Nancy Drozdow
What keeps us from discussing difficult issues? Often it's our fear of what will be said. This article tells you how to move from paralysis to a productive dialogue. Published in Family Business Magazine, Summer 2011 view »
Jessica Geiben Lynn
New Hampshire High Technology Council—Jessica Geiben Lynn has an article entitled "Conflict is Not a Four Letter Word" in the group's July/August newsletter (page 5). view »
Debbie Bing
This article explores the paradoxical case where the leader has precisely the vision, aggression and talent that the external environment demands, but, ironically, that strength and aggression weakens his or her team and atrophies others’ ability to effectively advance the organization’s purpose and goals. Appears in People & Strategy Journal, January 2013 view »
Thomas Gilmore, Chatham Sullivan, Rebecca Blum
In this article, the authors shift the focus away from heroic deeds to small, subtle leadership actions that can have big impact. Chapter published in The 2010 Pfeiffer Annual: Leadership Development. San Francisco: Pfeiffer, 2010, pp. 220-232. view »
Debbie Bing
The article looks at using negotiation as a technique to help you integrate personal interests with business needs. Family Business Magazine, Autumn 2008 view »
Larry Hirschhorn
Introduction from Managing in the New Team Environment: Skills, Tools, and Methods. San Jose, CA: Authors Choice Press, 2002, pp. 1 -- 6. view »
This paper outline the role negotiation process the purpose of which is to provide a structural method for people to share with their colleagues the ways in which their work behavior helps or hinders their productivity. view »
CFAR offers pharmaceutical organizations several data-based tools that help pharmaceutical leaders optimize the collaborations they have formed to improve the drug discovery process. This piece gives a brief overview of several of these tools. view »
Jennifer Tomasik
A Webinar conducted for the New England Society for Healthcare Communications (NESHCO) on March 29, 2012 view »
CFAR has developed an approach to strategic planning that embraces action and collaboration. Leaders in academic medicine want a strategy that will support practical, collaborative, action-oriented steps to address their most challenging issues. The principles described here are useful for informing a structure that best meets the unique needs of any institution. view »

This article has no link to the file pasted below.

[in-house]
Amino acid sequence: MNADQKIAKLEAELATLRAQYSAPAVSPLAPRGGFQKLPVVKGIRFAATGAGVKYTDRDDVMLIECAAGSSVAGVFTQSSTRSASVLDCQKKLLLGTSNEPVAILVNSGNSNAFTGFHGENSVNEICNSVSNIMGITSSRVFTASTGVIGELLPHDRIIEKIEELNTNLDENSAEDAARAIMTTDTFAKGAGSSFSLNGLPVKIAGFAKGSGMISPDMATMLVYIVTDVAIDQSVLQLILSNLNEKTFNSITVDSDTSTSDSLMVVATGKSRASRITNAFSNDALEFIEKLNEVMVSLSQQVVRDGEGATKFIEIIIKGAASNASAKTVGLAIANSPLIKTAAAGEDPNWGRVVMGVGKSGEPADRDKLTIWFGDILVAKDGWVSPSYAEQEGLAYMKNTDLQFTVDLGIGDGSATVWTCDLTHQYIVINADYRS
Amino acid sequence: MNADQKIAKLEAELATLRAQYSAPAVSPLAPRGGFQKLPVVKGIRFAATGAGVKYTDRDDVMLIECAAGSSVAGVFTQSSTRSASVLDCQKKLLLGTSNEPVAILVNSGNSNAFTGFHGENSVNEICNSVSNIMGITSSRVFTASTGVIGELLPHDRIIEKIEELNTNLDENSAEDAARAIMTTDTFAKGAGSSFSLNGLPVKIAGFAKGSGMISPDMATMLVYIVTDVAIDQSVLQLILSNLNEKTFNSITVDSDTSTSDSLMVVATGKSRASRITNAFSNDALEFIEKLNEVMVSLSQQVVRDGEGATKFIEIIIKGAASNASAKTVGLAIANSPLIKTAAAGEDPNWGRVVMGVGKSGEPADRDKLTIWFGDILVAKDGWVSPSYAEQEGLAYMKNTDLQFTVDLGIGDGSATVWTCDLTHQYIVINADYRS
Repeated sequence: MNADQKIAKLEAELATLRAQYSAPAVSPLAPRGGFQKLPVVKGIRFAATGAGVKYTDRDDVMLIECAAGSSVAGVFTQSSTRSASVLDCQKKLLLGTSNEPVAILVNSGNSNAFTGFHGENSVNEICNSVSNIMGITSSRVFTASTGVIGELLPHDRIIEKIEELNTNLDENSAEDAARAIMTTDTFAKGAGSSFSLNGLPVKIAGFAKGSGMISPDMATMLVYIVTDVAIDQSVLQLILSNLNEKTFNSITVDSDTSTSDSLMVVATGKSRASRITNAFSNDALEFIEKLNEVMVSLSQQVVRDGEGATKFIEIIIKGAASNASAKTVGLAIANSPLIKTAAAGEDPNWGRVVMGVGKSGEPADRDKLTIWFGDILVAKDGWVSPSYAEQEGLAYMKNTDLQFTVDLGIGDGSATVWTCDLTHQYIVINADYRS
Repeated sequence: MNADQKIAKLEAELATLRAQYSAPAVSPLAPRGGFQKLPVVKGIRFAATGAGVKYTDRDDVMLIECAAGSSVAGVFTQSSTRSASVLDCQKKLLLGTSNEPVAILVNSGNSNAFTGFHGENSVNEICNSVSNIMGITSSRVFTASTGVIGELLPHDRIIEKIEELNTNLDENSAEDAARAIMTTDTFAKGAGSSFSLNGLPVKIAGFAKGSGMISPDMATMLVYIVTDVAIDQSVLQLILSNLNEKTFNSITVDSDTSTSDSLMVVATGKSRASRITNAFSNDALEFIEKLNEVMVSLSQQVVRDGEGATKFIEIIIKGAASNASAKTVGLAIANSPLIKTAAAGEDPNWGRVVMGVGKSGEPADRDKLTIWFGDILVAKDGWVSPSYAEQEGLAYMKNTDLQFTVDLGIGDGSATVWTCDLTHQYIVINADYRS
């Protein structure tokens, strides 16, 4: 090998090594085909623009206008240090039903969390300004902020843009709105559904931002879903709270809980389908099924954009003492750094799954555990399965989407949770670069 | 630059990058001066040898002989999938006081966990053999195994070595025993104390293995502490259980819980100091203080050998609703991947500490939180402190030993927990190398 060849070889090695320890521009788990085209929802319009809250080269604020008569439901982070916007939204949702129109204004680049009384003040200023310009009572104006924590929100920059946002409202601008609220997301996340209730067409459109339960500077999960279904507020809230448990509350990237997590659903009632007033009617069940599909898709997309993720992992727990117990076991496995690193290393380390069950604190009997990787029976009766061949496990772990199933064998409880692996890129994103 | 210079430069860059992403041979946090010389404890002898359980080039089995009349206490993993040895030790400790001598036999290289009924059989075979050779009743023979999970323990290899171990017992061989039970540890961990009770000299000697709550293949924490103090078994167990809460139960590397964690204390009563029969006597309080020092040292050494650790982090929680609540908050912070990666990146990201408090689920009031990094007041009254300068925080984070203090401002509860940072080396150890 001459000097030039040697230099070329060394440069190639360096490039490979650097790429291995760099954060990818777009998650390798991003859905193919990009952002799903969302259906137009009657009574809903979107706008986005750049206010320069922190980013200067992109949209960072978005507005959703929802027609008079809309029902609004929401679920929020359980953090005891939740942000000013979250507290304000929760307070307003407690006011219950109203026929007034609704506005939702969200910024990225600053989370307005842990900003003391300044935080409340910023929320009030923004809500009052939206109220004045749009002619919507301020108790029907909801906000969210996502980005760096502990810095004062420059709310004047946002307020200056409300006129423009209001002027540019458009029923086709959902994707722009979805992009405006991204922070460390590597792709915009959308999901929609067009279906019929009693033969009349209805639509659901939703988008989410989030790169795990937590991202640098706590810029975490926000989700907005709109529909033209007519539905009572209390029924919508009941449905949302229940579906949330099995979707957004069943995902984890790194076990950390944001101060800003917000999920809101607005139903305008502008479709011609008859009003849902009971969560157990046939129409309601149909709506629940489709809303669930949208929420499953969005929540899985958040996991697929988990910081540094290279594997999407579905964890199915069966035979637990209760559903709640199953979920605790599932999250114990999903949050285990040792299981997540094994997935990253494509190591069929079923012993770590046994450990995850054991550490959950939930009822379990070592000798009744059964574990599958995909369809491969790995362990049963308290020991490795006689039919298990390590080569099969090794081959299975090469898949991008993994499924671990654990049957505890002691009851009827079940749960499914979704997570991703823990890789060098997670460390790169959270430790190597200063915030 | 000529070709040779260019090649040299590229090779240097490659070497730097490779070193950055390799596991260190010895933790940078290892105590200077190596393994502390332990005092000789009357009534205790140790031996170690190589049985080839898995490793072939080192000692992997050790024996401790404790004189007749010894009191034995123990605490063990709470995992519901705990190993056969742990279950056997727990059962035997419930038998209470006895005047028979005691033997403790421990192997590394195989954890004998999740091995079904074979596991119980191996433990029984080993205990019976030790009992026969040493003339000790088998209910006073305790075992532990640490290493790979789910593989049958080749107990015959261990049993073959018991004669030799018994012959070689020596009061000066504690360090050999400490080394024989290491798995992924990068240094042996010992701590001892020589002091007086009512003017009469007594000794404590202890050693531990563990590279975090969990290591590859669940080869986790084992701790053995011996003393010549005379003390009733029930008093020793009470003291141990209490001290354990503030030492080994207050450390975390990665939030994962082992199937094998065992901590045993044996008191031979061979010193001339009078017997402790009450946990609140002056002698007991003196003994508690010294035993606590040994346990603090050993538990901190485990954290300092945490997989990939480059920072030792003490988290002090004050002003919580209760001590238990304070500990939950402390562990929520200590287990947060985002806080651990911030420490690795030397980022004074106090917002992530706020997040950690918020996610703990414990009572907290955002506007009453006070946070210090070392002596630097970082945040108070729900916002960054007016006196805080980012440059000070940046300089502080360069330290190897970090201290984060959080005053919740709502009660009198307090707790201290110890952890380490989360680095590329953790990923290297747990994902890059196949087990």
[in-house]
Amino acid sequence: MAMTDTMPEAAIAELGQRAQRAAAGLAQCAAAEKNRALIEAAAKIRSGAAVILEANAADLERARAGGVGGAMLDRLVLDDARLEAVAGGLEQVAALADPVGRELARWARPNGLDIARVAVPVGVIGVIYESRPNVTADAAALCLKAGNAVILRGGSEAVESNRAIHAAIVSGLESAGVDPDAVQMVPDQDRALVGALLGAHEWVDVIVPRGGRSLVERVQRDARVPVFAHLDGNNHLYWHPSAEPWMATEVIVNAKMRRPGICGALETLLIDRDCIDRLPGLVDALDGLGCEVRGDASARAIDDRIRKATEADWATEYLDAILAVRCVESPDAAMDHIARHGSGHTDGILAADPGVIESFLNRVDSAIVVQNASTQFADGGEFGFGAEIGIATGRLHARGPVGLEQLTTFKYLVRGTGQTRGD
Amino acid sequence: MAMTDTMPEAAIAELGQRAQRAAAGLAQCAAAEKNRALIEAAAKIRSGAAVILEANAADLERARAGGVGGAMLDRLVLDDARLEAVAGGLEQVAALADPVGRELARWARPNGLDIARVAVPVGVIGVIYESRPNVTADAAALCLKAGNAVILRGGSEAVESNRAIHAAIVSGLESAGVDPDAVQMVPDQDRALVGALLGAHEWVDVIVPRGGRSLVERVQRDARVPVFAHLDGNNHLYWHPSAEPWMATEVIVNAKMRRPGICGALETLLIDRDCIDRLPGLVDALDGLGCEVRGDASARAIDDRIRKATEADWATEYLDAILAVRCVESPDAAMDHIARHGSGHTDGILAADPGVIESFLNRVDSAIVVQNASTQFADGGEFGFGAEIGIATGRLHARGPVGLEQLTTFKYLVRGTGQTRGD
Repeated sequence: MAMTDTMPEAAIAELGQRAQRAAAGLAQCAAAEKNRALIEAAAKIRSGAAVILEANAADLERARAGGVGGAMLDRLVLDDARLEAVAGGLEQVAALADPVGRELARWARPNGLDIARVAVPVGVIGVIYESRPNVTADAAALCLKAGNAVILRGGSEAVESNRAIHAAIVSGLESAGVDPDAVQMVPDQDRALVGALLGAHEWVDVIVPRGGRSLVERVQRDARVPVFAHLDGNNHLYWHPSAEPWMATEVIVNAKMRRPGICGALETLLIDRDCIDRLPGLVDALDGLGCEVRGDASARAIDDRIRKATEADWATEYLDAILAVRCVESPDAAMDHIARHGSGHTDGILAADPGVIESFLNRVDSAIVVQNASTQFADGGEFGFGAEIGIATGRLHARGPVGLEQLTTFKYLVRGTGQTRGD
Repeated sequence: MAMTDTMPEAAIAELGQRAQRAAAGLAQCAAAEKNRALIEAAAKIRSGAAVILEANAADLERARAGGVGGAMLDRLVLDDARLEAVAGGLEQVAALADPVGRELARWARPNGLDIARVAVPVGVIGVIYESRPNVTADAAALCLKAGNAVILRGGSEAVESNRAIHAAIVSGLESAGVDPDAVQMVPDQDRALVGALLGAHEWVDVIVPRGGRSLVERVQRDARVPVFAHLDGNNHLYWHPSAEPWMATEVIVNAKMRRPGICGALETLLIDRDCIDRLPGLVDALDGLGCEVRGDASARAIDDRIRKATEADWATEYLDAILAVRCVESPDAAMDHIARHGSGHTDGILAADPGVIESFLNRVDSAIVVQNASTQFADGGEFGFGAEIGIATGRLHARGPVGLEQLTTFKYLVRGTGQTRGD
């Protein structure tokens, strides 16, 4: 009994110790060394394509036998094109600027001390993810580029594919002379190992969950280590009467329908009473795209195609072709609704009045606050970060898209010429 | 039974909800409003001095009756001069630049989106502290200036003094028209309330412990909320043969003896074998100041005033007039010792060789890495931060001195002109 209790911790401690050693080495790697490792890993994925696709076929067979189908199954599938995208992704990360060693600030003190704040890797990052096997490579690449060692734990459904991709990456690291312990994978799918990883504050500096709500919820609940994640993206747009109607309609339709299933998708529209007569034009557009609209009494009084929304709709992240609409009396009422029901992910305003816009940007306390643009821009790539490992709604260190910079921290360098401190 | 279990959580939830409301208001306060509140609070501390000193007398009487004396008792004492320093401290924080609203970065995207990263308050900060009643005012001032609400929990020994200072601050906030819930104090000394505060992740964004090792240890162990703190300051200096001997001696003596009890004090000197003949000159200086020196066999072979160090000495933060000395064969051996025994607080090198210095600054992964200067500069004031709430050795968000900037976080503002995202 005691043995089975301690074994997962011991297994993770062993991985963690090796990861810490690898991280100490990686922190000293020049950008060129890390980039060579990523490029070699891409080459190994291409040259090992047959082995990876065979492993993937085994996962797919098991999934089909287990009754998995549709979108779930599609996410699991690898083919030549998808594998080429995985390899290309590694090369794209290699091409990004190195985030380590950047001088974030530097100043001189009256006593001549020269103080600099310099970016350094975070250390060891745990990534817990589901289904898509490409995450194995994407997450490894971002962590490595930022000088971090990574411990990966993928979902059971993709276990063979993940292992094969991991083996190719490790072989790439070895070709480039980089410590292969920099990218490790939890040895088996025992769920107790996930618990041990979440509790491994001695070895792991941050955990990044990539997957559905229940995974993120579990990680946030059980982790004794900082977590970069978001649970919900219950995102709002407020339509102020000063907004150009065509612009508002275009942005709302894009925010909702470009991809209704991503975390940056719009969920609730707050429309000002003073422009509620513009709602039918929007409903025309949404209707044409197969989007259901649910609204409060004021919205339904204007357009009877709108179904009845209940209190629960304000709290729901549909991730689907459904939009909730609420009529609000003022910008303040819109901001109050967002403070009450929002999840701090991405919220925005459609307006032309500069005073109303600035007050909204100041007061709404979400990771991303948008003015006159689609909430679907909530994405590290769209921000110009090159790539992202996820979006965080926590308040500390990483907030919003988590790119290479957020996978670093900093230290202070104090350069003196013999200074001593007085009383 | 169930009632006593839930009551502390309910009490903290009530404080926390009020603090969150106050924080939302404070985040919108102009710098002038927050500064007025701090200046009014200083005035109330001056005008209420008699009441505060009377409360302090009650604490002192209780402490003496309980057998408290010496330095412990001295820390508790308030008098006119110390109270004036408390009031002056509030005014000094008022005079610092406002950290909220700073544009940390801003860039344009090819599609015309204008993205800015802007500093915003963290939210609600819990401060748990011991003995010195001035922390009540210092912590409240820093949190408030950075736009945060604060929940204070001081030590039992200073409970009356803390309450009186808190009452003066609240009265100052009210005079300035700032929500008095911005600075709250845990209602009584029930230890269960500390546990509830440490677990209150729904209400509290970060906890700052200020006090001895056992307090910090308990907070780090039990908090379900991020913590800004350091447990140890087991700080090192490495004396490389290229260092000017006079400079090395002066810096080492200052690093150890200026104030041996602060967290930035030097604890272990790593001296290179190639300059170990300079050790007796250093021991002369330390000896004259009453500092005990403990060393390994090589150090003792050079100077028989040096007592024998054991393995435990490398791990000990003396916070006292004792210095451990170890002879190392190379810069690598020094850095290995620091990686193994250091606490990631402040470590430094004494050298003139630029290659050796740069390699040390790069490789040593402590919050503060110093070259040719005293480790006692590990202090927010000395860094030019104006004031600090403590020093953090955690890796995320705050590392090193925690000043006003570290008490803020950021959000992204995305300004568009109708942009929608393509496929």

In this briefing note, we describe small leadership behaviors. They can begin locally in one's role and groups and when sustained they can create 'small wins' that can make a significant difference to the climate of a work group. view »
As organizations face increasingly complex and fast-changing environments, they typically specialize and differentiate units in order to focus on a particular function. The challenge in organizations is to link the knowledge and worldview in different units in the service of a product or service, creating a productive pair. This note looks at the different characteristics of productive pairs and how they can be fostered. view »
Executive retreats must be carefully designed and linked to the particular organization and people. Through our experience, we have designed and monitored many such processes. CFAR has come to see certain principles that may aid others in developing a retreat for their organization that will deliver on the hopes and the objectives of participants. view »
Top teams sit on the boundary between a fast-changing wider world and a complex internal organization. We know that any two-person relationship under stress will often "triangle" in a third party. This briefing note looks at some approaches to dealing with triangles. view »
Board and staff live in different micro-cultures, even as they share the mission and work of a particular organization. This briefing note looks at the typical pattern surrounding board meetings and gives suggestions for staff to capitalize on opportunities for deepening the board-staff connection. view »
In academic medicine, there is considerable ambivalence about formal leadership. Various leaders in academic medicine were asked to reflect on what close friends said to them when they first took a significant leadership role. This briefing note looks at some of their responses and reflects on these comments. view »

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